Some enchanted evening

South Pacific comes to The Maryland Theatre

South Pacific comes to The Maryland Theatre

September 23, 2002|by KEVIN CLAPP

Seneca Burr grew up listening to the music of "South Pacific." But without the context of the show to guide him, he experienced the songs as if they were scattered puzzle pieces forming a fuzzy image.

Now two weeks into rehearsals for his first national tour, one thought stands out for the novice musical thespian since he's seen every piece fall into place.

"The songs are so damn catchy," he says. "There's a reason it's a classic. Whenever I leave rehearsal, I'm humming one song or another."


Navigating the choppy waters of two loves fractured by race and prejudice, the Tony-award winning Rodgers and Hammerstein musical kicks off its seven-month tour Tuesday, Sept. 24, at The Maryland Theatre.

The Theatre Council's touring cast and crew are hoping the show is as infectious as the music burned in Burr's brain.

A week before opening curtain, though, the actors are getting their first look at the set in Pomona, N.J., not exactly an island paradise, but it'll do.

Running late early on a Monday morning, stage manager Michael John Orsino says getting the show on the road requires a whirlwind of activity and discipline as actors become acquainted with the set even as they prepare for what at times may seem like an endless road trip.

So far so good. Theatre Council veteran Holly Davis stars as Nellie Forbush, a nurse from Arkansas who falls in love with French planter Emile, even as her prejudices threaten their relationship and World War II rages, casting a pall across island life.

"As far as classic music theater is concerned, it's as good as it gets," Davis says. "I think 'South Pacific' was a revolutionary show when it was first produced. Now, I think with everything that's gone on in the world and New York, we're becoming acclimated with the military being involved in our lives. And (the show) can point out new aspects it didn't before."

Singer Jan Horvath, in Hagerstown this weekend to perform with the Maryland Symphony Orchestra, portrayed Nellie in a production seen by author James Michener, who wrote the book upon which Rodgers and Hammerstein based their musical.

"When a show is well written, you can do it in a high school, a grade school and it still works, and it's one of those shows," Horvath says. "You can see that show in a big, full production on Broadway and you can see it on a small scale and it works, and some of the new shows don't."

Take "Phantom of the Opera." A great show, Horvath says, but it loses a little when the grandeur of Broadway's incarnation is translated to smaller community stages.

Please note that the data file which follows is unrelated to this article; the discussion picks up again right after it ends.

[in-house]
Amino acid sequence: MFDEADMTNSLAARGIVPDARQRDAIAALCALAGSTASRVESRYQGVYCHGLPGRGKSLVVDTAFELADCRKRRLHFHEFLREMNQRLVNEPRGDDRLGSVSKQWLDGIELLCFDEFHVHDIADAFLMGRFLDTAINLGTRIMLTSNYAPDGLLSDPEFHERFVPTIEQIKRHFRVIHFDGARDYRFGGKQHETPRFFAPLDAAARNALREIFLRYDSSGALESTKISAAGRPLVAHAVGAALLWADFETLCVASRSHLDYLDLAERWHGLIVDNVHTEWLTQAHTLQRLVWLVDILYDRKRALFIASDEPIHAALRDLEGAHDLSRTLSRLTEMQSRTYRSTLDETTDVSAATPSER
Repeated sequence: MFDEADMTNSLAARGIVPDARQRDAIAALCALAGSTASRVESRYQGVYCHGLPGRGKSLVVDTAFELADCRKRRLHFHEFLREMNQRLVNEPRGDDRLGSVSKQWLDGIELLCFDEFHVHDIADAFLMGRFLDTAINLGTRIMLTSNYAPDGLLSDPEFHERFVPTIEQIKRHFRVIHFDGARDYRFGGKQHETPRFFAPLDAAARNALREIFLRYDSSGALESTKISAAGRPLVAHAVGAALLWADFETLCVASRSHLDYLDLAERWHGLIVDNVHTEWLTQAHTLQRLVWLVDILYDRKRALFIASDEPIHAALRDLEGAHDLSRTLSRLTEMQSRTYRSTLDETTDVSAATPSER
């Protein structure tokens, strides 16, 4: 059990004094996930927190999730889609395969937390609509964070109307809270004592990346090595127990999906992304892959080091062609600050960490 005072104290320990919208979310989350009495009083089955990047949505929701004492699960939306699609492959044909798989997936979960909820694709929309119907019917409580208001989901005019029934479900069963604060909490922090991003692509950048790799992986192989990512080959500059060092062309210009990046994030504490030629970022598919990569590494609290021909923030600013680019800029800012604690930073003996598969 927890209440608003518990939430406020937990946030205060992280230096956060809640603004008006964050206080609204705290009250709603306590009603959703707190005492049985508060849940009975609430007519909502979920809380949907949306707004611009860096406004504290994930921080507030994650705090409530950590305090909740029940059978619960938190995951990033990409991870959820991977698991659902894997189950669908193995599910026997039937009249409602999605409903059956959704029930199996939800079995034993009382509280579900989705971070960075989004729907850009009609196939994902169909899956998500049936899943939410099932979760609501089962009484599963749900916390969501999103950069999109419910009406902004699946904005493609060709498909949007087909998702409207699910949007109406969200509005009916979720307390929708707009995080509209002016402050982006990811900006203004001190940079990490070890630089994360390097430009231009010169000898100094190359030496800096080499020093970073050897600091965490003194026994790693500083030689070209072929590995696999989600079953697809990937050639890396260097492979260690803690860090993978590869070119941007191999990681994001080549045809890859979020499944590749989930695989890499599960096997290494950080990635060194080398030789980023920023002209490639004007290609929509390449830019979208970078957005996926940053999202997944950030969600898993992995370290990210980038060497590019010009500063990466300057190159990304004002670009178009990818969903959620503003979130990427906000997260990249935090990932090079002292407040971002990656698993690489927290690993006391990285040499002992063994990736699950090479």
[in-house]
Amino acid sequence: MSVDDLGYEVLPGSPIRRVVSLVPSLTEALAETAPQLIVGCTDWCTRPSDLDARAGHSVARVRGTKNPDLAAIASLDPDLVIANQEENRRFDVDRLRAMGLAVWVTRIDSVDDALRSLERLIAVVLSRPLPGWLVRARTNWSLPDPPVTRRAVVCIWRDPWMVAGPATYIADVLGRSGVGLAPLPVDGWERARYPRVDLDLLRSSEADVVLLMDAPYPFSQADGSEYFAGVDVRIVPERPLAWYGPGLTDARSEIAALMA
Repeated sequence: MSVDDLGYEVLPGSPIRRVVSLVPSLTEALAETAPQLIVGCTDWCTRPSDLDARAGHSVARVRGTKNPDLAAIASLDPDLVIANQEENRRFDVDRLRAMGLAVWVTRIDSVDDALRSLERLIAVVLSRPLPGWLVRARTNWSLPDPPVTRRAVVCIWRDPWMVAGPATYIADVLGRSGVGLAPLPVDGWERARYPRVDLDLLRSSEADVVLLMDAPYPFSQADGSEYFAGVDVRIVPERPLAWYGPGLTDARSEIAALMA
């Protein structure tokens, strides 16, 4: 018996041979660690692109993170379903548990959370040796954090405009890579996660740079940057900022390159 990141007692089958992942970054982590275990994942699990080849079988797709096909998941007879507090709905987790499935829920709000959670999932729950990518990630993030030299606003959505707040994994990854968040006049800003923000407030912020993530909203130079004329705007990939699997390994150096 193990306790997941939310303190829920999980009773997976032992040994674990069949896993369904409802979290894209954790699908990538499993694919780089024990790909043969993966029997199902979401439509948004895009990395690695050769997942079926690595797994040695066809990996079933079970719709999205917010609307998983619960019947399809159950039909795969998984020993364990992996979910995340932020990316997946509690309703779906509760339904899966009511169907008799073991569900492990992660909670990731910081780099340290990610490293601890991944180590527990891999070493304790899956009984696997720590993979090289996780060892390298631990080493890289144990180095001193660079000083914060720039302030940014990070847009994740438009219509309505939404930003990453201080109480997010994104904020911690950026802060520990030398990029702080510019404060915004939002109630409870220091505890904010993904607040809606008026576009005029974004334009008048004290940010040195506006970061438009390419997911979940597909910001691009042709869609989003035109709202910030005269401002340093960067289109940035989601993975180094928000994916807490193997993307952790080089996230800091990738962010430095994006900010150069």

Goofing his way through scene after scene as Seabee Luther Billis, a source of comic relief in the show, Burr appreciates the depth of Michener's writing. And the balance between frothy musical comedy and weightier subject matter remains relevant more than a half-century after its debut. The show has endured several stage incarnations, a 1965 film and a recent television version.

"I don't know if you think of 'South Pacific' and think of great writing. I certainly didn't," Burr says. "But he deals with themes of racism and ageism. I hate to use the word timeless, but certainly he takes things we think about and talk about today and presents them in a topical way."

With all the attention given the story of Nellie Forbush, you'd think Davis would have to figure a way to differentiate her performance from other actresses who have claimed the role, like Mary Martin or Glenn Close.

Good thing she can't remember much from seeing the movie as a child. And aside from making her professional debut in an early 1990s "South Pacific" production in Galveston, Texas, Davis hasn't seen the stage version.

What she has drawn upon is the strength of a great character with several layers to explore.

"She's just so open and alive. There's nothing that can stand in her way, she thinks, in the beginning of the show, and she is I think the one character that evolves in the show," Davis says. "I think it makes it easier (as an actor). It's all right there; the material supports the actor because the material is so good. (Nellie) has a very clear path, so that makes it easier. I can see where she's going from point A to point Z."

Orsino looks at the musical and enjoys its simpler tones. Parents can feel free to bring children without worrying about strong language. And he finds it easy to pull for the relationship between Nellie and Emile, hoping they wind up together as each confronts the varied obstacles blocking their love for one another.

"It seems there's stuff here that's not out of date. The music is of an era, certainly, but themes and story, if presented simply and frankly, are things that will resonate with people," Burr agrees. "I think that's it's lasting value. People can still identify with the struggles of the people up there."

If you go:

"South Pacific," part of the 2002-03 Broadway at the Maryland series

8 p.m.

Tuesday, Sept. 24

The Maryland Theatre

21 S. Potomac St.


Tickets cost $45 and $55, and are available by calling 301-790-2000 or in person at The Maryland Theatre box office, 27 S. Potomac St.

For information, call 301-790-2000.

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